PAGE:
We meet again, fellow logophile!
Many of us have just gotten back from the Shiny Happy People Convention, AKA AWP, the all writers and writing programs convention. So many smiling faces. So many familiar faces both wandering the vast isles and behind the booths. I have gotten more than one request to do a recap of AWP 2014, but I think I will let the awesomeness of my previous post stand (Hey! throw in a comment if you have anything you want to say about AWP!), and tell you about the most important part of AWP: The small presses.
While my friend and I roamed the aisles and aisles of small presses and schools with MFAs my friend asked me the best question ever: How do you know who to talk to?
Who do you talk to indeed. Who do you talk to when there is more than one hall dedicated to the convention? In the sea of small presses, schools and independent do-it-yourselfers, who do you talk to regarding your work?
If you write environmental creative nonfiction in urban settings (Hey, Jennifer!), do you have to ask everyone at the convention if that is something they read?
It really is overwhelming…
Where do you start, was also my friend’s problem. Since I have been to AWP and other conventions like it (Wordstock in Portland, Oregon), I was pretty sure I had an answer for her.
Dear friends, you need to start reading more small presses. AWP is a convention full of people publishing. The trick to being ready for the insanity junket that is AWP is to read books put out by all these houses before you go to get yourself familiar with who publishes what. For example, I am a fiction writer so I spend a lot of time reading small presses that publish fiction. Over the years I’ve learned what small presses publish writers who write like me, and so, when I go to AWP, I make sure to talk to those guys.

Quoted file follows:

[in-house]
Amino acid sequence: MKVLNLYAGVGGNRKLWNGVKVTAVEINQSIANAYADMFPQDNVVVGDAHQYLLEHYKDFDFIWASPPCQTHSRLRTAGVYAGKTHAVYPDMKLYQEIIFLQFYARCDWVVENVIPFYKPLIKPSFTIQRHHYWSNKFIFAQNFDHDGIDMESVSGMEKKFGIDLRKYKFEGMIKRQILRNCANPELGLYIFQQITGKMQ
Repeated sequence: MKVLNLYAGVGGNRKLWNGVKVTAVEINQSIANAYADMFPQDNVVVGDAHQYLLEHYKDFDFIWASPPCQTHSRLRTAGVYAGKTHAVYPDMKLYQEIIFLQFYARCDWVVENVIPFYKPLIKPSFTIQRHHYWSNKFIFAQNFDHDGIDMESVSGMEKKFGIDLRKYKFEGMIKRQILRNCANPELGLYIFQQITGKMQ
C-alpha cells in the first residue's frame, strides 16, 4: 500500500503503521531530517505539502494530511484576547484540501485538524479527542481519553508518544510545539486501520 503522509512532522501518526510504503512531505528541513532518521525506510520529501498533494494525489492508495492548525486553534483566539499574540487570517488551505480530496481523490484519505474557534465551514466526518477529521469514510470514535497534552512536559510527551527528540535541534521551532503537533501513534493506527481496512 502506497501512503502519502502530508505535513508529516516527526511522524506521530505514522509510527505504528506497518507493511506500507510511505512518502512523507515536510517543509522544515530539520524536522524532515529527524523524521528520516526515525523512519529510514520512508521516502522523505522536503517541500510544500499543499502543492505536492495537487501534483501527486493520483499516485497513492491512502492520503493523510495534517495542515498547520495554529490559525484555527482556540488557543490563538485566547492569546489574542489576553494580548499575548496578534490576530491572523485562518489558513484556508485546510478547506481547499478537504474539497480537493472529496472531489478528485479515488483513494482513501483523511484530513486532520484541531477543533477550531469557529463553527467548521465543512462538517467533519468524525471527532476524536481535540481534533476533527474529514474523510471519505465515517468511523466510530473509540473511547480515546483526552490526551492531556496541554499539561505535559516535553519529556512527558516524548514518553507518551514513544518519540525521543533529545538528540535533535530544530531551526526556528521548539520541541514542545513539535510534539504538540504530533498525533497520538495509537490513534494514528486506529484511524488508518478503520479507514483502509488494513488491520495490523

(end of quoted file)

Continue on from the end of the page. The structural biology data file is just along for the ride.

I love these guys! I sign up for their quarterly every year. Every three months I get something new in the mail from them. I really look forward to this because it seems like the only thing that comes by mail for me these days is bills. But, just about every time I have forgotten that I have signed up for this I get a new volume that makes me smile every time.
This also has the added benefit of making your bookshelves look AMAZING! On a funny aside, I went to the McSweeny’s AWP off-site party in Seattle and no one from McSweeny’s showed up for their own party. The joke was on them, though, because they had graciously provided an open bar until midnight, so I drank as much top-shelf whiskey as I could manage. Thanks, guys!
Reading McSweeny’s leads to other presses, because if you look up the authors you like in the anthology chances are they have been published by other people as well. Read all the works by the authors you like, wherever they have been published, because this will give you an idea of the aesthetic of the presses. This will give you an idea of where would be a good home for your work. A small press called FC2 is how I found an author who is now a friend: Lucy Corin. She put out a book through them called Everyday Psychokillers: A History for Girls, which I loved, so I read everything she wrote. Recently, McSweeny’s published her latest book, which is also amazing.
Once you do that, you can start seeing the circle of people you think you should submit your work to.
Don’t be afraid of other influences, too. I went and saw Andrea Gibson on a whim because all my friends were going to see this slam poet and everyone was telling me how much I was going to LOVE her.
“I don’t do poetry,” is what I told everyone.
made me cry my brains out.
At the end of her performance I went up to her table to see what she was selling, and so I bought one of her books of poetry, and looked up the rest of people this small press published, and read them all as well.
And now my world expanded a little but once again. I love this press: the books they put out are just as awesome as the ones from McSweeny’s.